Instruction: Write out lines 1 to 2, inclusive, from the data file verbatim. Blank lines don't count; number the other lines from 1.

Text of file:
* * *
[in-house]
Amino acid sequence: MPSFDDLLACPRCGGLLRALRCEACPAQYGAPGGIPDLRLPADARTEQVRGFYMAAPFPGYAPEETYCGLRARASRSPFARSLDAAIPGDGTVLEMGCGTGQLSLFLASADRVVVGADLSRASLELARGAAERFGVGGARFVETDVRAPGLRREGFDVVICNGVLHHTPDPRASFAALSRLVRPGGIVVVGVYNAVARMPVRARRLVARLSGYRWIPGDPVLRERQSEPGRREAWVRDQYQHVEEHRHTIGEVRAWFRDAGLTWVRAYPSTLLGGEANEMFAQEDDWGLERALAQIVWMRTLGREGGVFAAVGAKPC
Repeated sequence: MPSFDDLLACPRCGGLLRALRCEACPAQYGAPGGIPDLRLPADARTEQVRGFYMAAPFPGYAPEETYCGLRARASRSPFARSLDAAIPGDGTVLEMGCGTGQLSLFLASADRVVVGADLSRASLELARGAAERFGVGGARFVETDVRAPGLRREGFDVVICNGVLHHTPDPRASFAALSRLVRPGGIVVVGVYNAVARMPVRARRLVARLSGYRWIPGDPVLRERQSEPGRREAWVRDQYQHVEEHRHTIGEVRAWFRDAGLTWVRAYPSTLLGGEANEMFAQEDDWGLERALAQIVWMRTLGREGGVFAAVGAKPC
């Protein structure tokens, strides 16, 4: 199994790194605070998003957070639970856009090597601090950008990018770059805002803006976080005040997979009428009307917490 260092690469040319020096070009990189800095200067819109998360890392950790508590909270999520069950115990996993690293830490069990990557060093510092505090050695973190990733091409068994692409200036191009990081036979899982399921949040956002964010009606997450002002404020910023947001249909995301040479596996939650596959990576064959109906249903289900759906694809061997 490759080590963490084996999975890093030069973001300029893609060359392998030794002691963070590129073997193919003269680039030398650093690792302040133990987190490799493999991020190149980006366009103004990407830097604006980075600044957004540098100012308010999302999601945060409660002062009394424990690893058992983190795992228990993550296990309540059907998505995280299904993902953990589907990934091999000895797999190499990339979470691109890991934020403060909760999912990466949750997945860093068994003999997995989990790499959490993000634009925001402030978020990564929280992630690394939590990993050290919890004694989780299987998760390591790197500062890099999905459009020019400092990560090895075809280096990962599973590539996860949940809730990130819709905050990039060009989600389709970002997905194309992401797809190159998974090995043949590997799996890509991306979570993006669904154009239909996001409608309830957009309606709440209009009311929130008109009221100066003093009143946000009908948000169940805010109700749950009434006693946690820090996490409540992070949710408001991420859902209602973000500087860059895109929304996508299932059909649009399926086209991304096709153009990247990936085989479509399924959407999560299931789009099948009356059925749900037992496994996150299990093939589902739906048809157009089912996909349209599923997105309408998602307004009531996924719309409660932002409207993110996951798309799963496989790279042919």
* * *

[in-house]
Amino acid sequence: MPSFDDLLACPRCGGLLRALRCEACPAQYGAPGGIPDLRLPADARTEQVRGFYMAAPFPGYAPEETYCGLRARASRSPFARSLDAAIPGDGTVLEMGCGTGQLSLFLASADRVVVGADLSRASLELARGAAERFGVGGARFVETDVRAPGLRREGFDVVICNGVLHHTPDPRASFAALSRLVRPGGIVVVGVYNAVARMPVRARRLVARLSGYRWIPGDPVLRERQSEPGRREAWVRDQYQHVEEHRHTIGEVRAWFRDAGLTWVRAYPSTLLGGEANEMFAQEDDWGLERALAQIVWMRTLGREGGVFAAVGAKPC